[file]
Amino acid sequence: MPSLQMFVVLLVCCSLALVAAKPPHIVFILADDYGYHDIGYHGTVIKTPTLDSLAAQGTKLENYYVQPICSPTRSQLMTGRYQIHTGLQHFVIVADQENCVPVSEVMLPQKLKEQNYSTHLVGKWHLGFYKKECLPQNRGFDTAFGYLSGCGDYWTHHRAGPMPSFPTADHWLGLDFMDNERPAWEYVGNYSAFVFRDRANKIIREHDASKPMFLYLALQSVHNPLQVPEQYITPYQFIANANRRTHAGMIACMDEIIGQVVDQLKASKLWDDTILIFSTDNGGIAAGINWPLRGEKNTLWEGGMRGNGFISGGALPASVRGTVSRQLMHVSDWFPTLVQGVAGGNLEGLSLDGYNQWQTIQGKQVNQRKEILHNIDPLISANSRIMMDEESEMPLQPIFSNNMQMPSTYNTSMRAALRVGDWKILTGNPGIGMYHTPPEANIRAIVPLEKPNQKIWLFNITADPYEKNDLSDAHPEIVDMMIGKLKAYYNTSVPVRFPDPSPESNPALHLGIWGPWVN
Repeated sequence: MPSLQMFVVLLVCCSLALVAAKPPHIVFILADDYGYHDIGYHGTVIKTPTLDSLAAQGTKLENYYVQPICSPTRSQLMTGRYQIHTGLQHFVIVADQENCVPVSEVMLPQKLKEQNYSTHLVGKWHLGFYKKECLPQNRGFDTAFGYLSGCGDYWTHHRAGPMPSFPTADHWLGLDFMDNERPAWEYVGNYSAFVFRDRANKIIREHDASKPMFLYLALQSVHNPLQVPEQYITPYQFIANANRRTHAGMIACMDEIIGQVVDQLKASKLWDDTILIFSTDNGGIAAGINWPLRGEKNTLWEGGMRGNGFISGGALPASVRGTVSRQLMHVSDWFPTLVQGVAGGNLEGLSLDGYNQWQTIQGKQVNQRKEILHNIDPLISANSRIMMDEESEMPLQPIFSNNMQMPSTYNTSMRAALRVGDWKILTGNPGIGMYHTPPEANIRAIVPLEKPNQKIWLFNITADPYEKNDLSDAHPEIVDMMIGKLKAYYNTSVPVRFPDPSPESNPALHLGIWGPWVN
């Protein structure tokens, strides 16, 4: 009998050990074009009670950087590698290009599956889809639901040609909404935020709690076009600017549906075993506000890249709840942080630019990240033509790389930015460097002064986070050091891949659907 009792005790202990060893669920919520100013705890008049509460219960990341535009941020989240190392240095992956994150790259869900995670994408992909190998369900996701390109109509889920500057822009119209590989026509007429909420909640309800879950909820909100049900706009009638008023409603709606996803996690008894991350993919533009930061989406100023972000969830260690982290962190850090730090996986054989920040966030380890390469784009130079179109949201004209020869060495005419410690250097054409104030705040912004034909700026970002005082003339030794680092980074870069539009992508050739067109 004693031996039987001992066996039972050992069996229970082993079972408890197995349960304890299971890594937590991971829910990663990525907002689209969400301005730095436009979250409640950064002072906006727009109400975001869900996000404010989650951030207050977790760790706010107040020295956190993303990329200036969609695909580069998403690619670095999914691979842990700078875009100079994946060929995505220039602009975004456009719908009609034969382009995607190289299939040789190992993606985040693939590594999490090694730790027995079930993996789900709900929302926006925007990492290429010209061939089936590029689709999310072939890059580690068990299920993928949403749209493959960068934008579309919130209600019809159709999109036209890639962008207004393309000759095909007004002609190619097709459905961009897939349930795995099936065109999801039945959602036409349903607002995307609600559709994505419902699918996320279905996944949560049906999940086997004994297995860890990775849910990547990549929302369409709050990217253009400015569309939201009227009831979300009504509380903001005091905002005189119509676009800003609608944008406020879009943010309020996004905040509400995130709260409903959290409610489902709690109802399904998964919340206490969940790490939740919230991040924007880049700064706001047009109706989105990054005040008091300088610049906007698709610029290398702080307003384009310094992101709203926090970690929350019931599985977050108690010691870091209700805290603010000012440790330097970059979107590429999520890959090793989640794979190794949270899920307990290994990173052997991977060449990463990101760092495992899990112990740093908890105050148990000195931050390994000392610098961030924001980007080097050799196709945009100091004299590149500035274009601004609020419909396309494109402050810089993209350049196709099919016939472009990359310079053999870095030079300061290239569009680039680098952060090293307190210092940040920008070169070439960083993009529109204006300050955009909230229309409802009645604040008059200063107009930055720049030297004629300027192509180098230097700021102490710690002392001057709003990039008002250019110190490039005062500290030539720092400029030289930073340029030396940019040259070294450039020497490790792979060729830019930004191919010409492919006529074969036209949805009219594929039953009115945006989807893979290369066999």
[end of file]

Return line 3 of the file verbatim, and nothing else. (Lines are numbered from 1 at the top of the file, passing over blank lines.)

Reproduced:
């Protein structure tokens, strides 16, 4: 009998050990074009009670950087590698290009599956889809639901040609909404935020709690076009600017549906075993506000890249709840942080630019990240033509790389930015460097002064986070050091891949659907 009792005790202990060893669920919520100013705890008049509460219960990341535009941020989240190392240095992956994150790259869900995670994408992909190998369900996701390109109509889920500057822009119209590989026509007429909420909640309800879950909820909100049900706009009638008023409603709606996803996690008894991350993919533009930061989406100023972000969830260690982290962190850090730090996986054989920040966030380890390469784009130079179109949201004209020869060495005419410690250097054409104030705040912004034909700026970002005082003339030794680092980074870069539009992508050739067109 004693031996039987001992066996039972050992069996229970082993079972408890197995349960304890299971890594937590991971829910990663990525907002689209969400301005730095436009979250409640950064002072906006727009109400975001869900996000404010989650951030207050977790760790706010107040020295956190993303990329200036969609695909580069998403690619670095999914691979842990700078875009100079994946060929995505220039602009975004456009719908009609034969382009995607190289299939040789190992993606985040693939590594999490090694730790027995079930993996789900709900929302926006925007990492290429010209061939089936590029689709999310072939890059580690068990299920993928949403749209493959960068934008579309919130209600019809159709999109036209890639962008207004393309000759095909007004002609190619097709459905961009897939349930795995099936065109999801039945959602036409349903607002995307609600559709994505419902699918996320279905996944949560049906999940086997004994297995860890990775849910990547990549929302369409709050990217253009400015569309939201009227009831979300009504509380903001005091905002005189119509676009800003609608944008406020879009943010309020996004905040509400995130709260409903959290409610489902709690109802399904998964919340206490969940790490939740919230991040924007880049700064706001047009109706989105990054005040008091300088610049906007698709610029290398702080307003384009310094992101709203926090970690929350019931599985977050108690010691870091209700805290603010000012440790330097970059979107590429999520890959090793989640794979190794949270899920307990290994990173052997991977060449990463990101760092495992899990112990740093908890105050148990000195931050390994000392610098961030924001980007080097050799196709945009100091004299590149500035274009601004609020419909396309494109402050810089993209350049196709099919016939472009990359310079053999870095030079300061290239569009680039680098952060090293307190210092940040920008070169070439960083993009529109204006300050955009909230229309409802009645604040008059200063107009930055720049030297004629300027192509180098230097700021102490710690002392001057709003990039008002250019110190490039005062500290030539720092400029030289930073340029030396940019040259070294450039020497490790792979060729830019930004191919010409492919006529074969036209949805009219594929039953009115945006989807893979290369066999």